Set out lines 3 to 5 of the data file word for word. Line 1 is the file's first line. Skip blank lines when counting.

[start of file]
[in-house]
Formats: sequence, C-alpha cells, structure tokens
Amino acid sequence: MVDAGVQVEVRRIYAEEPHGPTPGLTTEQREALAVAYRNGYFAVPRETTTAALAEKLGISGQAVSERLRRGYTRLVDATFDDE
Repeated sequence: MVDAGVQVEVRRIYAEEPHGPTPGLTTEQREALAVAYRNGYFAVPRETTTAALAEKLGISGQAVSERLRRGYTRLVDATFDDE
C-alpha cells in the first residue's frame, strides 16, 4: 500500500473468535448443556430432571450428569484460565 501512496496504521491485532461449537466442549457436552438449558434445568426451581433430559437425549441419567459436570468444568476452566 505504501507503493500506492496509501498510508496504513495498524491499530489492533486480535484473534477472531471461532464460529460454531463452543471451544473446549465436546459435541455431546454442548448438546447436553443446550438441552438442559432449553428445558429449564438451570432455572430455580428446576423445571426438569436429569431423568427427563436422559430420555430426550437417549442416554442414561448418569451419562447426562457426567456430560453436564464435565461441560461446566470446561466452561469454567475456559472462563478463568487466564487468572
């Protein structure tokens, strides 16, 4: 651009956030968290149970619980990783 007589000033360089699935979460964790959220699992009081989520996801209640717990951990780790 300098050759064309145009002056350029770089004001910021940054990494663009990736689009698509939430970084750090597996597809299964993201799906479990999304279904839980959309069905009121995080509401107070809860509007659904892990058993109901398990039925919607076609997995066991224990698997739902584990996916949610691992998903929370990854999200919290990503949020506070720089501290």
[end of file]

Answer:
Amino acid sequence: MVDAGVQVEVRRIYAEEPHGPTPGLTTEQREALAVAYRNGYFAVPRETTTAALAEKLGISGQAVSERLRRGYTRLVDATFDDE
Repeated sequence: MVDAGVQVEVRRIYAEEPHGPTPGLTTEQREALAVAYRNGYFAVPRETTTAALAEKLGISGQAVSERLRRGYTRLVDATFDDE
C-alpha cells in the first residue's frame, strides 16, 4: 500500500473468535448443556430432571450428569484460565 501512496496504521491485532461449537466442549457436552438449558434445568426451581433430559437425549441419567459436570468444568476452566 505504501507503493500506492496509501498510508496504513495498524491499530489492533486480535484473534477472531471461532464460529460454531463452543471451544473446549465436546459435541455431546454442548448438546447436553443446550438441552438442559432449553428445558429449564438451570432455572430455580428446576423445571426438569436429569431423568427427563436422559430420555430426550437417549442416554442414561448418569451419562447426562457426567456430560453436564464435565461441560461446566470446561466452561469454567475456559472462563478463568487466564487468572